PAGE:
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Competing estimates of the costs and savings of Scottish independence have been set out, with the Scottish and UK governments outlining their visions for the nation's constitutional future.
The First Minister and the Chief Secretary to the Treasury have both delivered their financial arguments around the independence debate in Edinburgh this morning.
Alex Salmond claimed Scotland could be £5 billion a year better off in 15 years' time without having to raise taxes if it became independent.
He spoke out as a new paper was published by the Scottish Government, detailing how it believes a Yes vote in September's referendum could help boost the economy north of the border.
An increase of 0.3 percentage points in the long run productivity growth rate could raise an additional £2.4 billion a year in revenues by 2029/30, according to the Scottish Government.
Meanwhile, upping the employment rate in Scotland by 3.3 percentage points - taking it to the level of the five best-performing countries in the developed world - could provide additional revenues of £1.3 billion a year, the paper claims.
A rise in the population, which is less than the UK as a whole is expected to see, could net a further £1.5 billion a year by 2029/30, it argues.
Mr Salmond said the Outlook For Scotland's Public Finances paper "gives a very clear picture of what independence could deliver in economic terms for the people of Scotland''.
He argued: "By increasing productivity by 0.3 percentage points per annum, boosting the working-age population by less than the predicted UK rate, and increasing the employment rate by just over three percentage points, bringing Scotland up to the same standard as the top countries in the OECD, we can generate over £5 billion a year of extra revenues within 15 years, without increasing tax by a penny.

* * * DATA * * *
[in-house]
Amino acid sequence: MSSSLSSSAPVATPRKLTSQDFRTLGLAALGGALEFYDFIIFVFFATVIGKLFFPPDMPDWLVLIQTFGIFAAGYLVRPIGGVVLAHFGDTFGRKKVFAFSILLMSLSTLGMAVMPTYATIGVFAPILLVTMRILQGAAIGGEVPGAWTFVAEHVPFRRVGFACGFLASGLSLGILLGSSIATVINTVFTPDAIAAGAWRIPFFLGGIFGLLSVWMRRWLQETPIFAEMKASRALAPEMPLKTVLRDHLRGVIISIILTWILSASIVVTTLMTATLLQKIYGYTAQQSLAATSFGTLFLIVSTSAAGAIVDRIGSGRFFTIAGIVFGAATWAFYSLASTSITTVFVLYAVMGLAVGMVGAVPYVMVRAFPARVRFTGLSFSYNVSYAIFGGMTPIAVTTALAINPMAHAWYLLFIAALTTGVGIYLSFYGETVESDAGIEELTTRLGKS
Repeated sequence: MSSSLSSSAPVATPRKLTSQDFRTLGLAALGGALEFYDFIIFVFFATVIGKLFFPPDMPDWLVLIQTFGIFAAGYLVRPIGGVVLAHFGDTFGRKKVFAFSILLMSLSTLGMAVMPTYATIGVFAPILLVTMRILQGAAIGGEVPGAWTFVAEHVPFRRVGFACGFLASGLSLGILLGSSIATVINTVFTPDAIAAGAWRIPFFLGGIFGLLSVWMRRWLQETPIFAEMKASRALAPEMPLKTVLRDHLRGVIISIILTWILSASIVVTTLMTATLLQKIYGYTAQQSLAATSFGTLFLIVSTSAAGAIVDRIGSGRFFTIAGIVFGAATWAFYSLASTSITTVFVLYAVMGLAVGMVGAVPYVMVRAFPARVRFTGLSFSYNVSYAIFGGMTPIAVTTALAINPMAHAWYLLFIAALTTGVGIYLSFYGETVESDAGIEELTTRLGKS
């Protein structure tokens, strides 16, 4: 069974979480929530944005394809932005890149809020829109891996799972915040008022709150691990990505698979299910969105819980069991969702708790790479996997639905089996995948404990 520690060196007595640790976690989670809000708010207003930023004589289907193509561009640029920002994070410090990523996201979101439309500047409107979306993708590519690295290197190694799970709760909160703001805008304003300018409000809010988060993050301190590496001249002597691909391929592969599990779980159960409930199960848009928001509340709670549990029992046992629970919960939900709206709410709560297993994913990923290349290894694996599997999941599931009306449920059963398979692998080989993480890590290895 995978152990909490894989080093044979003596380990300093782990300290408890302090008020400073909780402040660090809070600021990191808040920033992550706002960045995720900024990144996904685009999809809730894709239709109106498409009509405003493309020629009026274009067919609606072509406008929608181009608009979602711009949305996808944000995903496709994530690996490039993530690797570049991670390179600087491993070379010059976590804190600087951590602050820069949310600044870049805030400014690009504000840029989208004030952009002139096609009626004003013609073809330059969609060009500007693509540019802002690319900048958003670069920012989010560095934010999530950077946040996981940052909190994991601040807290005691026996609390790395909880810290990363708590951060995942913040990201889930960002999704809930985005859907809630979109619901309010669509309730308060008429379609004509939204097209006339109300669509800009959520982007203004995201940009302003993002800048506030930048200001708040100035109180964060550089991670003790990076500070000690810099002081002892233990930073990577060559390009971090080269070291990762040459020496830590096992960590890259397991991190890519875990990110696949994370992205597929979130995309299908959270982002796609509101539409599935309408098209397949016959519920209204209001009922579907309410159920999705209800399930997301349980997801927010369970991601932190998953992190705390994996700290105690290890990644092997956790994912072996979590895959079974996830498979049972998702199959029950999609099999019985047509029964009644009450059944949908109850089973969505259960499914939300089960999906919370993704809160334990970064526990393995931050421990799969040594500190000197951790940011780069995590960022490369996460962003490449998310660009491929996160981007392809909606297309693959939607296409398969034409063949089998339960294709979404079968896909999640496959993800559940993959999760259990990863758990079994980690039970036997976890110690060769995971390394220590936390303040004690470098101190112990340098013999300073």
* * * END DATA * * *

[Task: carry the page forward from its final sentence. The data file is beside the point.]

"Scotland is one of the wealthiest countries in the world, more prosperous per head than the UK, France and Japan, but we need the powers of independence to ensure that that wealth properly benefits everyone in our society.
"That wealth means we will start life as an independent nation with strong finances and huge economic potential.
"The latest figures show that by using the powers that only independence will bring we can deliver an independence bonus with increased revenues for Scotland.
"The choice Scotland will make in September is between the opportunity to grow our economy, to boost revenues and to invest in public services, or to continue with an economic policy set in Westminster that ignores Scotland's needs.
"This analysis shows that on all headline measures of the public finances, Scotland's fiscal position is forecast to be stronger than, or at the very least level with, the UK position.'' Just across town, the Chief Secretary to the Treasury laid out his financial argument for a No vote. Danny Alexander claimed people in Scotland will be £1,400 better off if they reject independence and opt to stay in the UK. He said it was the "UK dividend'' for every man, woman and child north of the border, on the day the UK Treasury published a new report assessing the fiscal position of an independent Scotland over the period from 2016 to 2035/36. With voters in Scotland due to decide the country's future in September's independence referendum, Mr Alexander argued that leaving the UK would mean lower tax revenues north of the border and increased public spending. The UK Government minister said a separate Scotland could face higher interest payments on Government debts, at the same time as it had to deal with declining oil revenues and an ageing population. Mr Alexander said: "Today we have shown that, by staying together, Scotland's future will be safer, with stronger finances and a more progressive society. "Because as a United Kingdom we can pool resources and share risks, it means a UK dividend of £1,400 a year for every man, woman and child in Scotland. "That dividend is our share of a more prosperous future. It is the money that will pay for better public services and a fairer society.''